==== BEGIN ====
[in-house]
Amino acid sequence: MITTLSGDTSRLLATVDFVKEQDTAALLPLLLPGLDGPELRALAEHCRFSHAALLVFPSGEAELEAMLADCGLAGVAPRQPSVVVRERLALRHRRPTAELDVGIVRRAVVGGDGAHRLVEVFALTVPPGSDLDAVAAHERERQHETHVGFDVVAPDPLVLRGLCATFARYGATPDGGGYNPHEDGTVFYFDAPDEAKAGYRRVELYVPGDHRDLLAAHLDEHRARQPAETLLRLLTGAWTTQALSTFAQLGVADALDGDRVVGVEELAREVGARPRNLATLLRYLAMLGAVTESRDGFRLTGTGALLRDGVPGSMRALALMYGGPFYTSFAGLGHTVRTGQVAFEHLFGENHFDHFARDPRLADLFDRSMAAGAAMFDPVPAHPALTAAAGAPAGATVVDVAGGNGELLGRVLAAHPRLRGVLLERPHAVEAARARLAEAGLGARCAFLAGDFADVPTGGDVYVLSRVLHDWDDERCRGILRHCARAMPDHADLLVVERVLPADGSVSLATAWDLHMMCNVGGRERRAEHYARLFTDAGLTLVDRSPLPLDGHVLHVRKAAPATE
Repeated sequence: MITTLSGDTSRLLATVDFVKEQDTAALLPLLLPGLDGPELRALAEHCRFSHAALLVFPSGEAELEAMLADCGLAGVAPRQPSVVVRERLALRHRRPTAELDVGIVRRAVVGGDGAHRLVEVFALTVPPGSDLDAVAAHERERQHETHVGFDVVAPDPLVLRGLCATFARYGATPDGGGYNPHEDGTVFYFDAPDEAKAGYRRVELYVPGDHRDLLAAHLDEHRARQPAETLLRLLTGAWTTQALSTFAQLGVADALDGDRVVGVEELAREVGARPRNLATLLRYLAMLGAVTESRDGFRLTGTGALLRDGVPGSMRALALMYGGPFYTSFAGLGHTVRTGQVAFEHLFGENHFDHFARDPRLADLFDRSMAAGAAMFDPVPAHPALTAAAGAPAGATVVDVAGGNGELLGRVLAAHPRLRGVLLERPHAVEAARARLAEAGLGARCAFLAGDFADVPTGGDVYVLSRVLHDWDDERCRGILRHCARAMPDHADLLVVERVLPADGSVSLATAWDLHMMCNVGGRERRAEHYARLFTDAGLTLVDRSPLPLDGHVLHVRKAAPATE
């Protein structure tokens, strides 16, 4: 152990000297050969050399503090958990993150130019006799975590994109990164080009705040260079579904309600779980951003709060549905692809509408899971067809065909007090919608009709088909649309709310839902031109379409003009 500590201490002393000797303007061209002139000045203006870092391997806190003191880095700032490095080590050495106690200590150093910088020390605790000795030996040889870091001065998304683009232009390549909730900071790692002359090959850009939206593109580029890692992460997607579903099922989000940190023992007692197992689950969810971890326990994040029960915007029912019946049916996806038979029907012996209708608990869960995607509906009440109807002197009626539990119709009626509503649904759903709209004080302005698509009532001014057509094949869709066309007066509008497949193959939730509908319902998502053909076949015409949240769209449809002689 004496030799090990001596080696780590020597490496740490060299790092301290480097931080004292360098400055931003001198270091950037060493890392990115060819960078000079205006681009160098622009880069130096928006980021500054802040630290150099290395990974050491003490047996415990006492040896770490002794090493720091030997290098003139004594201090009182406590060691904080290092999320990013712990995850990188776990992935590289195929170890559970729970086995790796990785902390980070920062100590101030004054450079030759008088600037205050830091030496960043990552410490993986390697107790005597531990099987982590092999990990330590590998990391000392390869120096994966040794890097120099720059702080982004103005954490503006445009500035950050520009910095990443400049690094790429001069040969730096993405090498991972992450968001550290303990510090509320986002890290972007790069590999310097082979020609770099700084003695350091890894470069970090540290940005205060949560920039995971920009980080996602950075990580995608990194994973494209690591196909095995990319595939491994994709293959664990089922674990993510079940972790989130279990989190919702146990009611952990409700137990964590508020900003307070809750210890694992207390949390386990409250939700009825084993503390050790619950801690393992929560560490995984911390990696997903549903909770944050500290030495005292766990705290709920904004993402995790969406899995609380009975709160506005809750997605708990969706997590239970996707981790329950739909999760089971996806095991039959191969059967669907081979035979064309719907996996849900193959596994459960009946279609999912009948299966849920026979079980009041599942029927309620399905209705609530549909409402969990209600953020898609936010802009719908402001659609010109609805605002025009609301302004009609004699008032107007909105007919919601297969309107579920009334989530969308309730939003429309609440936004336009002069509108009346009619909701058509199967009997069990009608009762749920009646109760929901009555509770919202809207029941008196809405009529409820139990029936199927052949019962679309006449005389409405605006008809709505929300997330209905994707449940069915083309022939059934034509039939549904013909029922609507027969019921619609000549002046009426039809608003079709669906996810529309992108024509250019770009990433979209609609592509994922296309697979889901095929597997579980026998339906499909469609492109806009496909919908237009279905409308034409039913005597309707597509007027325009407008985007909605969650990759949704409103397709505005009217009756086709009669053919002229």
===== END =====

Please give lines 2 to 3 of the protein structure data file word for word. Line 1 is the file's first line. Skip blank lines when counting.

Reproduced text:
Amino acid sequence: MITTLSGDTSRLLATVDFVKEQDTAALLPLLLPGLDGPELRALAEHCRFSHAALLVFPSGEAELEAMLADCGLAGVAPRQPSVVVRERLALRHRRPTAELDVGIVRRAVVGGDGAHRLVEVFALTVPPGSDLDAVAAHERERQHETHVGFDVVAPDPLVLRGLCATFARYGATPDGGGYNPHEDGTVFYFDAPDEAKAGYRRVELYVPGDHRDLLAAHLDEHRARQPAETLLRLLTGAWTTQALSTFAQLGVADALDGDRVVGVEELAREVGARPRNLATLLRYLAMLGAVTESRDGFRLTGTGALLRDGVPGSMRALALMYGGPFYTSFAGLGHTVRTGQVAFEHLFGENHFDHFARDPRLADLFDRSMAAGAAMFDPVPAHPALTAAAGAPAGATVVDVAGGNGELLGRVLAAHPRLRGVLLERPHAVEAARARLAEAGLGARCAFLAGDFADVPTGGDVYVLSRVLHDWDDERCRGILRHCARAMPDHADLLVVERVLPADGSVSLATAWDLHMMCNVGGRERRAEHYARLFTDAGLTLVDRSPLPLDGHVLHVRKAAPATE
Repeated sequence: MITTLSGDTSRLLATVDFVKEQDTAALLPLLLPGLDGPELRALAEHCRFSHAALLVFPSGEAELEAMLADCGLAGVAPRQPSVVVRERLALRHRRPTAELDVGIVRRAVVGGDGAHRLVEVFALTVPPGSDLDAVAAHERERQHETHVGFDVVAPDPLVLRGLCATFARYGATPDGGGYNPHEDGTVFYFDAPDEAKAGYRRVELYVPGDHRDLLAAHLDEHRARQPAETLLRLLTGAWTTQALSTFAQLGVADALDGDRVVGVEELAREVGARPRNLATLLRYLAMLGAVTESRDGFRLTGTGALLRDGVPGSMRALALMYGGPFYTSFAGLGHTVRTGQVAFEHLFGENHFDHFARDPRLADLFDRSMAAGAAMFDPVPAHPALTAAAGAPAGATVVDVAGGNGELLGRVLAAHPRLRGVLLERPHAVEAARARLAEAGLGARCAFLAGDFADVPTGGDVYVLSRVLHDWDDERCRGILRHCARAMPDHADLLVVERVLPADGSVSLATAWDLHMMCNVGGRERRAEHYARLFTDAGLTLVDRSPLPLDGHVLHVRKAAPATE